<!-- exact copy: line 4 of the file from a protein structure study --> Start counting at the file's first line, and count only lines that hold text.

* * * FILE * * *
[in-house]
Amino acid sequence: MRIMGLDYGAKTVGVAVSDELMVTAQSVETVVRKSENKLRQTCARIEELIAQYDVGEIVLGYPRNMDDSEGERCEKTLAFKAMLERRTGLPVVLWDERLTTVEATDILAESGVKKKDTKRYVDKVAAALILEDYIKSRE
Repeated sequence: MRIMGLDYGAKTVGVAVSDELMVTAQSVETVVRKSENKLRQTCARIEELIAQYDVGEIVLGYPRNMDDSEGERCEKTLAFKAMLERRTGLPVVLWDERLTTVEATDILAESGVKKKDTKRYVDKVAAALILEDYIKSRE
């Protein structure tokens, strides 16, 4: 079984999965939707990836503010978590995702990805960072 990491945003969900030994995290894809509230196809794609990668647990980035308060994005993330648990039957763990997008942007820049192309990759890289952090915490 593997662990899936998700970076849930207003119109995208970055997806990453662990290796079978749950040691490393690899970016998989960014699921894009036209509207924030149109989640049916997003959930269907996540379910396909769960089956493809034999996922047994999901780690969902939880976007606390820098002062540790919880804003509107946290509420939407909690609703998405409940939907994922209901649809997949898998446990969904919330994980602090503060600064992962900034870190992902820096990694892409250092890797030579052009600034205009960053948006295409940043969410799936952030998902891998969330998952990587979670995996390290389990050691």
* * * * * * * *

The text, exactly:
């Protein structure tokens, strides 16, 4: 079984999965939707990836503010978590995702990805960072 990491945003969900030994995290894809509230196809794609990668647990980035308060994005993330648990039957763990997008942007820049192309990759890289952090915490 593997662990899936998700970076849930207003119109995208970055997806990453662990290796079978749950040691490393690899970016998989960014699921894009036209509207924030149109989640049916997003959930269907996540379910396909769960089956493809034999996922047994999901780690969902939880976007606390820098002062540790919880804003509107946290509420939407909690609703998405409940939907994922209901649809997949898998446990969904919330994980602090503060600064992962900034870190992902820096990694892409250092890797030579052009600034205009960053948006295409940043969410799936952030998902891998969330998952990587979670995996390290389990050691």